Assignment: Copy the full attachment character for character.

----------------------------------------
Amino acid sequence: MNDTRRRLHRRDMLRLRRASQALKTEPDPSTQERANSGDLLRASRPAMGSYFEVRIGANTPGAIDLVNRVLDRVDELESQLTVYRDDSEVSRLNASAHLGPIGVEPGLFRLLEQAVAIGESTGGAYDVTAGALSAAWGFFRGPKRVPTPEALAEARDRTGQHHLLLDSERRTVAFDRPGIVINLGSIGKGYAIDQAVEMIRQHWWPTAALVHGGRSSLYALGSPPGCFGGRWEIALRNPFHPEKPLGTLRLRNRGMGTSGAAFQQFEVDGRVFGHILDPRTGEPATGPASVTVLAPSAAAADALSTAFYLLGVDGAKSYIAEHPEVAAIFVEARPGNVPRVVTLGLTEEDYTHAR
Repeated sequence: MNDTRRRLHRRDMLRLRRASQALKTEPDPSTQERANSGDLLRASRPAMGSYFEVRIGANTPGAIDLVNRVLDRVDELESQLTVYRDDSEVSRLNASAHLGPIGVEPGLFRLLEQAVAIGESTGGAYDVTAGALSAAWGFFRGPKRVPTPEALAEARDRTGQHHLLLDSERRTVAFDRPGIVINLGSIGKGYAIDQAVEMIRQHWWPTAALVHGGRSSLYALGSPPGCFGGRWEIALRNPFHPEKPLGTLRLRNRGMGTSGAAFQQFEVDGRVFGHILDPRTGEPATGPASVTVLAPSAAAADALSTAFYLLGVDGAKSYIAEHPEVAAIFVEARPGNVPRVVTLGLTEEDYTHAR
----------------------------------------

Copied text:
Amino acid sequence: MNDTRRRLHRRDMLRLRRASQALKTEPDPSTQERANSGDLLRASRPAMGSYFEVRIGANTPGAIDLVNRVLDRVDELESQLTVYRDDSEVSRLNASAHLGPIGVEPGLFRLLEQAVAIGESTGGAYDVTAGALSAAWGFFRGPKRVPTPEALAEARDRTGQHHLLLDSERRTVAFDRPGIVINLGSIGKGYAIDQAVEMIRQHWWPTAALVHGGRSSLYALGSPPGCFGGRWEIALRNPFHPEKPLGTLRLRNRGMGTSGAAFQQFEVDGRVFGHILDPRTGEPATGPASVTVLAPSAAAADALSTAFYLLGVDGAKSYIAEHPEVAAIFVEARPGNVPRVVTLGLTEEDYTHAR
Repeated sequence: MNDTRRRLHRRDMLRLRRASQALKTEPDPSTQERANSGDLLRASRPAMGSYFEVRIGANTPGAIDLVNRVLDRVDELESQLTVYRDDSEVSRLNASAHLGPIGVEPGLFRLLEQAVAIGESTGGAYDVTAGALSAAWGFFRGPKRVPTPEALAEARDRTGQHHLLLDSERRTVAFDRPGIVINLGSIGKGYAIDQAVEMIRQHWWPTAALVHGGRSSLYALGSPPGCFGGRWEIALRNPFHPEKPLGTLRLRNRGMGTSGAAFQQFEVDGRVFGHILDPRTGEPATGPASVTVLAPSAAAADALSTAFYLLGVDGAKSYIAEHPEVAAIFVEARPGNVPRVVTLGLTEEDYTHAR